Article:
Southeastern Big-Eared Bats
Conservancy scientist observes The Disney Wilderness Preserve’s colony
All year long, far away from commercial clutter, a rare species of bat lurks the swamps of the Conservancy’s Disney Wilderness Preserve.
The legend of these flying mammals, best known as the southeastern big-eared bat, reads like a real-life Halloween story. It began when an eccentric (some said insane) professor from Transylvania University visited the home of John J. Audubon. While there, Professor Rafinesque captured and documented a new species (destroying Audubon’s violin in the process). Despite the damage Audubon considered his visitor a brilliant naturalist, and the newly discovered creature formally became “Rafinesque’s big-eared bat”.
Years later at The Disney Wilderness Preserve, some no-doubt surprised Conservancy staff made a discovery of their own. Cautiously venturing into a long-abandoned hunting trailer, they came face-to-face with what was thought to be the southernmost breeding colony of the species. (Later sightings confirmed them as far south as Fisheating Creek).
Beginning with UCF graduate student and Conservancy intern Laura Seckbach-Finn’s thesis work, our “trailer bats” have emerged from relative anonymity to become one of the well-studied populations of the species. Still, little is known compared to other plants and animals.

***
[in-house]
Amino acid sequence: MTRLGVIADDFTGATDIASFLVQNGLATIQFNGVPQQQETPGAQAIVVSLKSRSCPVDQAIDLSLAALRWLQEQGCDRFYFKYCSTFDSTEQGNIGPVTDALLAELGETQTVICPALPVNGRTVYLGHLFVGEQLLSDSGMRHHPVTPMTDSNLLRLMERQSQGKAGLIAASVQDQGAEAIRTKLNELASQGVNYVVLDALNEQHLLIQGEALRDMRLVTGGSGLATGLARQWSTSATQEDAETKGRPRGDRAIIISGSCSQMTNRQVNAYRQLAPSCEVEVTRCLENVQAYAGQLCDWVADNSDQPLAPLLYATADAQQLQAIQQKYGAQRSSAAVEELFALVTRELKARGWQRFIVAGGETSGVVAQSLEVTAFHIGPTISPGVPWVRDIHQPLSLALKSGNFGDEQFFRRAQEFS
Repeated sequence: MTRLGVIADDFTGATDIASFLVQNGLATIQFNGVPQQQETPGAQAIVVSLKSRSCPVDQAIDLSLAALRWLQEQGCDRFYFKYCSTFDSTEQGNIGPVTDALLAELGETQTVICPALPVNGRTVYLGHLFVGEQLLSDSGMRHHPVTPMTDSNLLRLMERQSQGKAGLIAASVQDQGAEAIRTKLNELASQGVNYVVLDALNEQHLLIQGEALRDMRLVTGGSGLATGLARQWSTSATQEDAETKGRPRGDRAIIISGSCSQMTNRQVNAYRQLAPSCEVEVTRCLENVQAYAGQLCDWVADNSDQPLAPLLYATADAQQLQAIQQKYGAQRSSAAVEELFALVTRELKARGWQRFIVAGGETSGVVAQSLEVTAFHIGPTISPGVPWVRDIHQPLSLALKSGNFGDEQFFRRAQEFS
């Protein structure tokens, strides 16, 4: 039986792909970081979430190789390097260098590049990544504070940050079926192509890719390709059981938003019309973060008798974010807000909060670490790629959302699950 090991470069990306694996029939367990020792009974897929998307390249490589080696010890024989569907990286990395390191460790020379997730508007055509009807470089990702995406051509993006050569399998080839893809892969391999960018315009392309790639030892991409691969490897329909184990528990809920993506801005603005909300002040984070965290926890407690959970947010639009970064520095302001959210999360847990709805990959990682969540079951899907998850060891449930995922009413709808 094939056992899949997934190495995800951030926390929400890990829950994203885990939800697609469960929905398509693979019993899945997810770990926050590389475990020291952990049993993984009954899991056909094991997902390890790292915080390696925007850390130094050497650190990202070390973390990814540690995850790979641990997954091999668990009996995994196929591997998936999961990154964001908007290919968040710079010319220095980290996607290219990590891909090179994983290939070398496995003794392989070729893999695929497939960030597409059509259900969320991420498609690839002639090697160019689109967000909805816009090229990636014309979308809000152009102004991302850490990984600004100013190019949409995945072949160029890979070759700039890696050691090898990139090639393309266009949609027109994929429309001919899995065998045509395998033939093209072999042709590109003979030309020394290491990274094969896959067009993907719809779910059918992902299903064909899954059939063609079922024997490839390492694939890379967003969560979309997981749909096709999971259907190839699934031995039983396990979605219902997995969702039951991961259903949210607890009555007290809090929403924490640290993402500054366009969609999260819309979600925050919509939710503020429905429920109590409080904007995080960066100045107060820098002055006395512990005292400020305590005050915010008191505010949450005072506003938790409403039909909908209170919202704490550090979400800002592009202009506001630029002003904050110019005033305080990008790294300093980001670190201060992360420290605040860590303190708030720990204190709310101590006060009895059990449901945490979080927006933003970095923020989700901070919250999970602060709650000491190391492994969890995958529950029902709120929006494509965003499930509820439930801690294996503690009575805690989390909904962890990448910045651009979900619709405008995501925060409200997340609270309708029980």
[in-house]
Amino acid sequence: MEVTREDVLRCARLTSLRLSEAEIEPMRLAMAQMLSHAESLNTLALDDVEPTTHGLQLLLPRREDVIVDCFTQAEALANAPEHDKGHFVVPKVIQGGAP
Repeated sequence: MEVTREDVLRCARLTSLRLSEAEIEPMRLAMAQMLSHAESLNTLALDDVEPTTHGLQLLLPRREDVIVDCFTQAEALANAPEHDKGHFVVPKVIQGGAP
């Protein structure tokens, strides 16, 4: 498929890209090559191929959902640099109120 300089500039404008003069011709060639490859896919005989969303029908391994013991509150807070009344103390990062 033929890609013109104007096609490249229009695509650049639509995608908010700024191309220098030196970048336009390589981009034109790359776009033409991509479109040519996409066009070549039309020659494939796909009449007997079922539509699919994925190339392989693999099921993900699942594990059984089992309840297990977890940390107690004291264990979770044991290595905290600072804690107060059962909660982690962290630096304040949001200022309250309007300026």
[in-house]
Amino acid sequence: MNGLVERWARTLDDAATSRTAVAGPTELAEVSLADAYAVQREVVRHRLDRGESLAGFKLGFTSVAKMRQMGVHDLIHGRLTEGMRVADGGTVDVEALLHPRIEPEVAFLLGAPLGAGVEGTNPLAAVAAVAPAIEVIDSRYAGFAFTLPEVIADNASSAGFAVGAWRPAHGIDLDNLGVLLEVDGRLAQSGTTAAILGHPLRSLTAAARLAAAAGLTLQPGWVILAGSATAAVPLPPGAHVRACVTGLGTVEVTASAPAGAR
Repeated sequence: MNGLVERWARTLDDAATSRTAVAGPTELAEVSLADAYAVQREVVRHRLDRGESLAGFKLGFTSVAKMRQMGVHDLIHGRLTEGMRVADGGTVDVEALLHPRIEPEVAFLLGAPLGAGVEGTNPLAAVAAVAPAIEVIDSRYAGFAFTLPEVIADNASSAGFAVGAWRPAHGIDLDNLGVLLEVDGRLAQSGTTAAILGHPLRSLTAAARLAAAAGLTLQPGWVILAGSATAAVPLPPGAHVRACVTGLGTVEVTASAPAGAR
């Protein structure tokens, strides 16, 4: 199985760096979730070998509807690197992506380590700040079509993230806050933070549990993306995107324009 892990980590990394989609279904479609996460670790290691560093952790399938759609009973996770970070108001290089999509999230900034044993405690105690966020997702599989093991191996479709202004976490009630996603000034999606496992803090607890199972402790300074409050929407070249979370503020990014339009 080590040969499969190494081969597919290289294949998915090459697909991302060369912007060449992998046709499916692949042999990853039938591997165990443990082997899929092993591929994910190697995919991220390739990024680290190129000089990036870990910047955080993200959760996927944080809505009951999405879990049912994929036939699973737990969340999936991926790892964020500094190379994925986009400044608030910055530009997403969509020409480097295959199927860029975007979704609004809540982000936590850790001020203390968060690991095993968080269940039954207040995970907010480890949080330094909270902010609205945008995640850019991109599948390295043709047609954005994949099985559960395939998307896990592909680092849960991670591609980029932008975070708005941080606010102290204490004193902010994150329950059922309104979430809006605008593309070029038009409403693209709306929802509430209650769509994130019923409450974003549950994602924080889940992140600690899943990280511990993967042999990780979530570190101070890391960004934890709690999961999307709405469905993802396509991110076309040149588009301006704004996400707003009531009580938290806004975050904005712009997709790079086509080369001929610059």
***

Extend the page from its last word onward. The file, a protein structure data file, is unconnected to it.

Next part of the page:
The bats’ preferred habitat, foraging and food habits, and even their lifespan was once unknown, but the Conservancy has shed light on these dwellers of darkness. We now know they were victims of decades-long swamp logging, displaced from their natural roosts in large hollow cypress and tupelo trees, and forced to find shelter wherever they could.
Their search for a new roost apparently led to a derelict trailer, now ready to fall apart with the first stiff wind. The Conservancy has built them a special, cushy substitute – their own little “bat condo” right next door – but so far most of the females have snubbed it.
When they’re not hanging out at the trailer, big-eared bats are known as gleaners. Unlike many bat species that fly in open areas at dusk to feed on insects, these hunt in total darkness. They use their large ears as “radar dishes”. They have a unique ability to move their heads while their ears remain stationary, and can zero in on a moth or grasshopper in the dark or fly through shrubs to pick off prey.
Despite natural talents and adaptability, the southeastern big-eared bat faces modern, man-made challenges. Loss of their swamp forest habitat remains a problem. In addition, their big ears are highly sensitive to disturbance.
Several studies investigated the impact of airboats on the bats. Scientists fitted the bats with tiny transmitters to track their movements. Findings showed they were spooked by airboats along nearby Reedy Creek and would forage miles from their roost. This put them at greater risk of predation and physical stress.
While several years of drought had lowered the creek and kept airboats farther away, recent rains have again allowed the boats to come closer to bat territory. Losing our beneficial bats is a story that we should all be concerned about.